Pop-up art by Angelina Aragon
Carefree and Cave Creek are wrangling over water customers
Hookups aren’t just popular with some tipsy bar patrons at last call – water companies crave these connections, too. Each water-service hookup helps the economy of scale that allows a water company to operate more efficiently. This fact is at the root of a Wild West water pistol shootout between the insular, far-north Valley towns of Carefree and Cave Creek, where more than 500 customer connections are at stake.
The affected customers live within Carefree but are served by Cave Creek’s water system. This anomaly occurred when Cave Creek took over, by condemnation, a private water system that also served some Carefree residents in 2005.
Carefree could have halted the utility takeover, since about 20 percent of its residents were impacted. Instead, the communities executed an intergovernmental agreement outlining Carefree’s right to provide water service to its residents at a future date through condemnation, followed by a 120-day negotiating period to determine the value of the system.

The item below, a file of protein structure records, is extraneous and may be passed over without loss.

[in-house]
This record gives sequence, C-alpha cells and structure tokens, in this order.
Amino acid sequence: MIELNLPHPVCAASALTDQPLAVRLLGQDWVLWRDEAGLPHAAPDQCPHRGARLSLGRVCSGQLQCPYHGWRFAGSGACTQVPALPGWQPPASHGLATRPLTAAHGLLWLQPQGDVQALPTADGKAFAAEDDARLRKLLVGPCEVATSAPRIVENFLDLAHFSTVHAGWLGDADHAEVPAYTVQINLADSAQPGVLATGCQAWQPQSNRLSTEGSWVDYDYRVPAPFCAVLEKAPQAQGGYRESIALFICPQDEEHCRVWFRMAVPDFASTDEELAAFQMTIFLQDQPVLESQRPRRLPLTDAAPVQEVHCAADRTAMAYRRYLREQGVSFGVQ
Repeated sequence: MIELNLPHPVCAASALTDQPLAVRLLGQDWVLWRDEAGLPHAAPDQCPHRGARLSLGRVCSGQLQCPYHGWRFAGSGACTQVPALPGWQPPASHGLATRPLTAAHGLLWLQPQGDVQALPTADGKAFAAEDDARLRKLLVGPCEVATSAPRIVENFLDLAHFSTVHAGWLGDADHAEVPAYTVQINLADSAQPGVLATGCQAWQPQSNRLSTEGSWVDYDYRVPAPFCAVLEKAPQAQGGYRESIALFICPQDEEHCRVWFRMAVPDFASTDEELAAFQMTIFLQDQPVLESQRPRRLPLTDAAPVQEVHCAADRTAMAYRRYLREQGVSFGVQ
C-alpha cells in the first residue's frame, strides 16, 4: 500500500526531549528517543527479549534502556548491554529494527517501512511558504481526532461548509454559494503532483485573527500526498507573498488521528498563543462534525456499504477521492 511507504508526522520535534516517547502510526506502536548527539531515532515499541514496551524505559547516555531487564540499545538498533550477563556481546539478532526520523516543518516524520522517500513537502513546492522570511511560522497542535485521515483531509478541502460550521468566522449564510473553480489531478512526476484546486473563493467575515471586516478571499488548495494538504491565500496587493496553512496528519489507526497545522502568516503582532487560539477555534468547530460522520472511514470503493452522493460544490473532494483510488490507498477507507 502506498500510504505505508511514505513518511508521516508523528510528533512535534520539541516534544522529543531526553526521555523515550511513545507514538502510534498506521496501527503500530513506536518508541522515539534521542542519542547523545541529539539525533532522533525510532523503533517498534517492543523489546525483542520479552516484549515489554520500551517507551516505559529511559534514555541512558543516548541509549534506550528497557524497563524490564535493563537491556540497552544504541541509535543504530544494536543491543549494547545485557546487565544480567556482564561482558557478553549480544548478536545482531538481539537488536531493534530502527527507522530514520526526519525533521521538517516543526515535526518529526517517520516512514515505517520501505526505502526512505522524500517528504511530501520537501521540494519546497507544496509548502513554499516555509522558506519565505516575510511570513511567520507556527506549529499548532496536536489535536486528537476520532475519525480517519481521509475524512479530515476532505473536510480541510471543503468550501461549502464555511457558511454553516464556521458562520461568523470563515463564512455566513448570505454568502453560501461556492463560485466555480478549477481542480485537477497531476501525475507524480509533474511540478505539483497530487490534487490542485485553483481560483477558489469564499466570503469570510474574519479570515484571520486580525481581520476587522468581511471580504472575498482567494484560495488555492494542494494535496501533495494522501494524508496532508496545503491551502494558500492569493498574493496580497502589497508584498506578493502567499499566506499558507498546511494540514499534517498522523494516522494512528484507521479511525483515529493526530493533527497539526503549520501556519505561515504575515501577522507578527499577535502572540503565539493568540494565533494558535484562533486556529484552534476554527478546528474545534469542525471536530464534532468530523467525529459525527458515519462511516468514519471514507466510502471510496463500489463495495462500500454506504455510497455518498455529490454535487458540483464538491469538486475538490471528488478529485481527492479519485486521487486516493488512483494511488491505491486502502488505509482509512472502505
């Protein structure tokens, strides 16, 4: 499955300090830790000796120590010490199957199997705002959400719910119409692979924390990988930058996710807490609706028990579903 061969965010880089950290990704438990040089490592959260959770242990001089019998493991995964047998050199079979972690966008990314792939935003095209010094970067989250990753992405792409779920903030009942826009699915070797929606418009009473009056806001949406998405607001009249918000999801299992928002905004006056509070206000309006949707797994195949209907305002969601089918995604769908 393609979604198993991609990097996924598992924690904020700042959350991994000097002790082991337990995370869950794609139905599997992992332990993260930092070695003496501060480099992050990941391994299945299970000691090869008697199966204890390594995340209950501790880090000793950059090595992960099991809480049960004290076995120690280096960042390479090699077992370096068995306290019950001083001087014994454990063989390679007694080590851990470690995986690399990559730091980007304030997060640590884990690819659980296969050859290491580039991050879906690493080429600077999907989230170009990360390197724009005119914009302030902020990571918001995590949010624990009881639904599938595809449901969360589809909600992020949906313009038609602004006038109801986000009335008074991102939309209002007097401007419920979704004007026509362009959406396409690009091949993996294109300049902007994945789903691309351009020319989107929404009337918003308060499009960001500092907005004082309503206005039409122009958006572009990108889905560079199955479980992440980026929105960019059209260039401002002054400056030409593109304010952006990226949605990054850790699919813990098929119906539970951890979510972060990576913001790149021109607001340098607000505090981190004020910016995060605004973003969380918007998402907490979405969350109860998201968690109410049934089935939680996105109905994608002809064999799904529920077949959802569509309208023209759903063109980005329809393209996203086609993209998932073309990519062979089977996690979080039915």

Carefree initiated the process of integrating these residents into its system in early 2019, but Cave Creek refused to discuss the subject. “They used delay tactics hoping we would just go away,” Gary Neiss, Carefree town administrator, says. “We have agitated [Carefree] residents on the Cave Creek system that want out. It’s critical to our community for safety and economic reasons.”
A sticking point between these otherwise friendly neighbors may be determining what the affected system is worth. “The agreement allows Carefree to purchase the right to serve customers within its town limits for fair market value, plus reimbursing Cave Creek for the substantial investment the town has made in improving the water system,” Cave Creek mayor Ernie Bunch says. “Carefree should drop this expensive endeavor, which will cost its residents millions of dollars without any difference in water service for its residents.”
“It’s sad to us; no one wants to get into conflict with their neighbors,” Neiss says.